The indie brewers of New South Wales received a welcome boost today after the NSW State Government announced it would be paying for their membership of the Independent Brewers Association (IBA) for 12 months.
In addition to this timely $135,000 cash injection into IBA coffers, the NSW Deputy Premier and Minister for Regional NSW, Industry and Trade John Barilaro (pictured above right with IBA chair Peter Philip) confirmed a further $60,000 in sponsorship for the IBA’s BrewCon conference taking place on the Sunshine Coast in November. The financial support is recognition the industry has been devastated by the COVID-19 pandemic and will be used by the association to provide assistance and resources for members during their recovery.
The IBA's general manager Kylie Lethbridge – who today celebrated her first day in the office with the team, having started her role on March 23 as venues closed – says the government's support shows it understands how the growth of independent breweries adds value to the state.
Following the launch of the NSW Independent Brewers Action Plan earlier in the year, she says John Barilaro in particular has shown a willingness to understand the needs of local brewers, especially the impact of coronavirus on their businesses and the wider industry.
“The deputy premier himself has just been easily accessible and really fantastic at understanding the issues, particularly at a time when the government was struggling to keep up with demands as well,” Kylie says.
“I think he understands the industry and now he’s really wedded to it, so it was really easy to have those conversations because he got it.”
Existing IBA members in New South Wales will have their memberships automatically extended by 12 months, with non-members invited to take advantage of free membership. Other state governments will be asked to match the offer, while the BrewCon sponsorship funds will go towards making the annual conference more affordable for members.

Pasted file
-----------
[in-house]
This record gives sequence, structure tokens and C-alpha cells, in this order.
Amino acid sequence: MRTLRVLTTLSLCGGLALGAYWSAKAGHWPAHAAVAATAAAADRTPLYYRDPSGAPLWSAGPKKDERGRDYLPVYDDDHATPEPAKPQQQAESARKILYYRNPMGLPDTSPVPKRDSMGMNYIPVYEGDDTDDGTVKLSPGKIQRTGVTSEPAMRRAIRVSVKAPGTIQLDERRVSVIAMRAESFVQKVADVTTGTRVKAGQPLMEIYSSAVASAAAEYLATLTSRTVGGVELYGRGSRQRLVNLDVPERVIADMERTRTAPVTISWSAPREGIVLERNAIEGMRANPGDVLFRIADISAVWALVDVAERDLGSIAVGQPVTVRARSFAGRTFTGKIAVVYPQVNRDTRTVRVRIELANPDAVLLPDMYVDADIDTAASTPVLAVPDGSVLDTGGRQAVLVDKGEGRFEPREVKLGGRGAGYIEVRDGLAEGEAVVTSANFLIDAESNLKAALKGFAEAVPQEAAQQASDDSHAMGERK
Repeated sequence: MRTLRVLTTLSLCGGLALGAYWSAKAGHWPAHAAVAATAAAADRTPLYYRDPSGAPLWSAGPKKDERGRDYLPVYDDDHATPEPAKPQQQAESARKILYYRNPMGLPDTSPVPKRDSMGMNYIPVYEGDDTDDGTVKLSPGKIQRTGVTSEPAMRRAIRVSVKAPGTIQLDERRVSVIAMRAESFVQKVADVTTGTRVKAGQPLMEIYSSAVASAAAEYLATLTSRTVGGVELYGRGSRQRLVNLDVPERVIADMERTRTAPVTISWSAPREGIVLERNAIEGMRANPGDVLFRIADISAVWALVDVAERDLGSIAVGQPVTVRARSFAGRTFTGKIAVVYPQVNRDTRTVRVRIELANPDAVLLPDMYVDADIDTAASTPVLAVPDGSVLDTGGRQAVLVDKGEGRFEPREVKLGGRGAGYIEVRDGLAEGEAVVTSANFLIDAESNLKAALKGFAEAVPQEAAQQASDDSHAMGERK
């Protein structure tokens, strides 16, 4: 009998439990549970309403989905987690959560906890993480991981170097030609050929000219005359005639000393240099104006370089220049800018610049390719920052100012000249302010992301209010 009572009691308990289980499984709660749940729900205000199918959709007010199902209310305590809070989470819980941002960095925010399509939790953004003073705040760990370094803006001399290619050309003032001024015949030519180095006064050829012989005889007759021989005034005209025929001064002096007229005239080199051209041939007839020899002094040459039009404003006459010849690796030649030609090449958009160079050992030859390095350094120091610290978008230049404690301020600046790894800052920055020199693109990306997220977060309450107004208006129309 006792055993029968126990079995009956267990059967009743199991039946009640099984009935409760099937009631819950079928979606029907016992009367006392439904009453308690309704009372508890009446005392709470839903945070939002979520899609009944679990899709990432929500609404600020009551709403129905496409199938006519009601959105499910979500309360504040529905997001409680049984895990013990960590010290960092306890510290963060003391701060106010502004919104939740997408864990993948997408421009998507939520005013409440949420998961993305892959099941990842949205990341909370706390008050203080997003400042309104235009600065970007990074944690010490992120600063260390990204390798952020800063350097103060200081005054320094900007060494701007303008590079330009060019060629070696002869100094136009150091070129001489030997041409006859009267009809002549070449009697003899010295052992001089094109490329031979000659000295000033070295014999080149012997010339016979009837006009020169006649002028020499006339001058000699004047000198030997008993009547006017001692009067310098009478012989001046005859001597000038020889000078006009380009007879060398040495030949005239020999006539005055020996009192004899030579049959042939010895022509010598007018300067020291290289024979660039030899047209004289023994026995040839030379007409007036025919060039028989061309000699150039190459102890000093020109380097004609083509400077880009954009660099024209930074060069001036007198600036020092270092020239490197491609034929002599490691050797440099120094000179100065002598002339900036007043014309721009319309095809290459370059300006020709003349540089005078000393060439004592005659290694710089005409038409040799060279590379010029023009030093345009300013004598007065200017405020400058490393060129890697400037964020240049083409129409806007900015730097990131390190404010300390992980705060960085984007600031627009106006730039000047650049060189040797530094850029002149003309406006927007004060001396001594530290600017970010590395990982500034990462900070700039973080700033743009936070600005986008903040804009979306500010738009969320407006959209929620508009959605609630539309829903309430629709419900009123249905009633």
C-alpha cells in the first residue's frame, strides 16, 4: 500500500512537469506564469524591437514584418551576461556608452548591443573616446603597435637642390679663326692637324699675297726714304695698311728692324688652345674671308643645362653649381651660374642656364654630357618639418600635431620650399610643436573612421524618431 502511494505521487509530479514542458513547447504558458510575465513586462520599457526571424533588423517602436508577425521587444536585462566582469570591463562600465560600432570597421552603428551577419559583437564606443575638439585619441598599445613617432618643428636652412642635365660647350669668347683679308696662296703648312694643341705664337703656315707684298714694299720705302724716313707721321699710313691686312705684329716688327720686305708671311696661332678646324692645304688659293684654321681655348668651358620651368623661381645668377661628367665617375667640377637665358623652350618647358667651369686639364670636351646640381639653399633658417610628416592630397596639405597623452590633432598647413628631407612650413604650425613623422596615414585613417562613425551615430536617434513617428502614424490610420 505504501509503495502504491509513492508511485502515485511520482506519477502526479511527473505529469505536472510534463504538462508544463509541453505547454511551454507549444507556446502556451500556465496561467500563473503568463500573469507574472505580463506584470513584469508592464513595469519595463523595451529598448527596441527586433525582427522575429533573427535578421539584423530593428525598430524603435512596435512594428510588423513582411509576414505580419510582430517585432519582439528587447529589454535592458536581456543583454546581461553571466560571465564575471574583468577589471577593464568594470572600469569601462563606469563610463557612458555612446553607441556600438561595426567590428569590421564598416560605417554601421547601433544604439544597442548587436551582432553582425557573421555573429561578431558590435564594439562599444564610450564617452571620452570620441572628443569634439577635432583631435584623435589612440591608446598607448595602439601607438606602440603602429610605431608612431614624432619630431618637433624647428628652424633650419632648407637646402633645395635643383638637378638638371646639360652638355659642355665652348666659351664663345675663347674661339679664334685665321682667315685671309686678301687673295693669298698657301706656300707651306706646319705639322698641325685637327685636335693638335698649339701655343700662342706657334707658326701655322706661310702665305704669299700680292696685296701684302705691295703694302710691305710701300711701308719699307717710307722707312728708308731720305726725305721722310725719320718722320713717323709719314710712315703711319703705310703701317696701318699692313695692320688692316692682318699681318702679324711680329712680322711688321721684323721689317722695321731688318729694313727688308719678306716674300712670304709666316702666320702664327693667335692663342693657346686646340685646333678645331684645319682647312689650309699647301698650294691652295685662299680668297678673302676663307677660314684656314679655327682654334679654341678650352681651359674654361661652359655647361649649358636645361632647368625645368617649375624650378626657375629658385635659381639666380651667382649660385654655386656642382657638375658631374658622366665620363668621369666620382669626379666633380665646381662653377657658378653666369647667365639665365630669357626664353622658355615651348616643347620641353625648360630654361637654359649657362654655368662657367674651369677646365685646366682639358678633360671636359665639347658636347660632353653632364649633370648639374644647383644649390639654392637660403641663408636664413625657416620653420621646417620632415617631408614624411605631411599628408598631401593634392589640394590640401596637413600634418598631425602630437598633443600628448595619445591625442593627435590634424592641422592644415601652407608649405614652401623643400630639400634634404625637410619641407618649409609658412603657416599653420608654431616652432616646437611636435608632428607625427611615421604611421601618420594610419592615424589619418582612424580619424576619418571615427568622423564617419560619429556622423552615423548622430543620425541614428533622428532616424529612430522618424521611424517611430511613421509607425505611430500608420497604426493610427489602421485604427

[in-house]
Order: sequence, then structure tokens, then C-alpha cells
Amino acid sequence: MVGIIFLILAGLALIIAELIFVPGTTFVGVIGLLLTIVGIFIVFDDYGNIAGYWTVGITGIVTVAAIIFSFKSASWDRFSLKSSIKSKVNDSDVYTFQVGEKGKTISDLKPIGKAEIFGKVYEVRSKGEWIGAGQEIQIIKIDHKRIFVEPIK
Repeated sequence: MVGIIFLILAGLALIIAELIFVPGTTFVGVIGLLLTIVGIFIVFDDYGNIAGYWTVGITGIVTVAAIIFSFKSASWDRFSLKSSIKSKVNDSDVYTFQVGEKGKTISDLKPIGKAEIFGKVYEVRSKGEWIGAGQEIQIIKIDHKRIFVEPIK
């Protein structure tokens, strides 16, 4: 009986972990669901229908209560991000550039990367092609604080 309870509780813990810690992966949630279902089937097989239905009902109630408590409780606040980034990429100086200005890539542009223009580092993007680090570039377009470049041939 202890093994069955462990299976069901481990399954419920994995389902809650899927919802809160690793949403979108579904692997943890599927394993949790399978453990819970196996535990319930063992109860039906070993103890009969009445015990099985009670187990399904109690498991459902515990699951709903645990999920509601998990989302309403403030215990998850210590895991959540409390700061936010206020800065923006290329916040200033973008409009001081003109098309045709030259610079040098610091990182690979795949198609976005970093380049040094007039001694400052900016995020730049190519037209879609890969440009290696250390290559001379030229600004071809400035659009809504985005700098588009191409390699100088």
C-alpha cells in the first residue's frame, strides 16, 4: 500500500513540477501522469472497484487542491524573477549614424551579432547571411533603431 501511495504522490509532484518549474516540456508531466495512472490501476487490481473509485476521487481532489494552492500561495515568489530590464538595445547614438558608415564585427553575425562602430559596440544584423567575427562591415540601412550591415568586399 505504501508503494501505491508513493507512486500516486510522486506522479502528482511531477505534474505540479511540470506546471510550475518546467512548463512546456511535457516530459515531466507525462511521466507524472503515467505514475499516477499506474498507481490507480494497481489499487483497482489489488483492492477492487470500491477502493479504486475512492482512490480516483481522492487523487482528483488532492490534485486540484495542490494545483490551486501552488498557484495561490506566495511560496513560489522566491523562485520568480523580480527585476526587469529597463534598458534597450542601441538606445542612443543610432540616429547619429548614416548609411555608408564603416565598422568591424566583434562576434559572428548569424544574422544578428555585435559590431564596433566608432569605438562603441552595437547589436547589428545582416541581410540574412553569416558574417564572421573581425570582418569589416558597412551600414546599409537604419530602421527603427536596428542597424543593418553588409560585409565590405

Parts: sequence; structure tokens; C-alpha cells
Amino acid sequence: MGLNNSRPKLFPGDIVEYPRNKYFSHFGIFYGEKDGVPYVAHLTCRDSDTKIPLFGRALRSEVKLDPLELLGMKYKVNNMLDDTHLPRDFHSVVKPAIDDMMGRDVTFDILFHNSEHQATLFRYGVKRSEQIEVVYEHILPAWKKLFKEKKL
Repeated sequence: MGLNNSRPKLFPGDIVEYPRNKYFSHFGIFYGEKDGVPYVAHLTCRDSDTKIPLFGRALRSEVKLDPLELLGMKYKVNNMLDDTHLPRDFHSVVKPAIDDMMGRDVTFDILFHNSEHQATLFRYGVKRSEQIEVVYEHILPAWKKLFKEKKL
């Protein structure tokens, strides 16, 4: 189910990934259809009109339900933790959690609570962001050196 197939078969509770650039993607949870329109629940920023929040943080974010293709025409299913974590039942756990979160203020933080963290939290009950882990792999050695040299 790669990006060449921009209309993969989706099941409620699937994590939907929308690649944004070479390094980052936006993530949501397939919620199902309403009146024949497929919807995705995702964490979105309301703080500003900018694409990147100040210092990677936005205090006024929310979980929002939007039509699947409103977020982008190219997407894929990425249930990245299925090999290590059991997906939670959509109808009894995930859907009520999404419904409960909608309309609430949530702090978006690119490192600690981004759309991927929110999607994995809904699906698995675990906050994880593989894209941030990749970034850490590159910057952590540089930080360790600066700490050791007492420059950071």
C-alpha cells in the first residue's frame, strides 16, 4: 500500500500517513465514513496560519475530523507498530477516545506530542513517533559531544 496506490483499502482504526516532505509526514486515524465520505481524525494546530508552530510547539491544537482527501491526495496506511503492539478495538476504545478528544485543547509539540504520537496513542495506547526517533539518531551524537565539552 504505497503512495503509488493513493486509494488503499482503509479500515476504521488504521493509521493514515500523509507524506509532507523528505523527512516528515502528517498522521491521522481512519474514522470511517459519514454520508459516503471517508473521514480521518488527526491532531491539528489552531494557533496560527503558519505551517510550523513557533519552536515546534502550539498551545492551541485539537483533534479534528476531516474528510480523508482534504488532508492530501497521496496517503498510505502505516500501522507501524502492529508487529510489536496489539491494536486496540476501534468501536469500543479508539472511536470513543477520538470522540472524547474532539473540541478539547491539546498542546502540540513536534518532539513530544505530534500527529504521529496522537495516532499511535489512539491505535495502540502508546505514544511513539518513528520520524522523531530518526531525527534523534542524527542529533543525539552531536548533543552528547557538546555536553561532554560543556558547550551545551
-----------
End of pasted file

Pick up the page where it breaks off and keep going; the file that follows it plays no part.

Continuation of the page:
BrewCon might be taking place across the border in Queensland, but Kylie says the NSW government's sponsorship is recognition of how valuable the annual conference is to brewers in the state.
“I think they’re looking at it [as] they’re sponsoring their businesses to attend an event that is the annual conference of their industry,” she says.
“New South Wales will have a visible presence; they’ll have a stand at the expo and will be presenting an award at The Indies.”
Association chair Peter Philip, whose Camperdown brewery Wayward is one of those that will benefit from the NSW Government's funding, said the Deputy Premier's support for the industry "has been essential in delivering policy and regulatory changes that will have long-term benefits for every NSW brewery" and described the partnership with the state's brewers as "the first step toward recovery for NSW breweries and their employees”.
As well as providing close to $200,000 for the IBA, the NSW Government is lending its voice to calls for the Federal Government to provide tailored responses for the independent brewing industry, including modifying the small brewer excise refund scheme and developing a national strategy for the independent beer industry.
Kylie has been working closely with other state governments since joining the IBA and is keen to see them develop their own frameworks for working with local breweries; to date Queensland and New South Wales are the only states to have such frameworks in place.
“Even if we’re not engaging with them at the minute, we will be next, and it’s just a matter of building those relationships,” Kylie says, adding that the IBA is continuing to work with all levels of government in areas such as excise relief for brewers and on issues surrounding pregnancy labels on alcohol.
And, while she may have started the new role at a particularly unusual time, she's enjoyed the wild ride of the past few months and is keen to put her professional background in tourism and economic development to work for the benefit of indie brewers.
“It’s been fantastic," she says. "There’s not been one day that I haven’t absolutely loved the interactions, the work and [getting more of] an understanding of what’s going on.”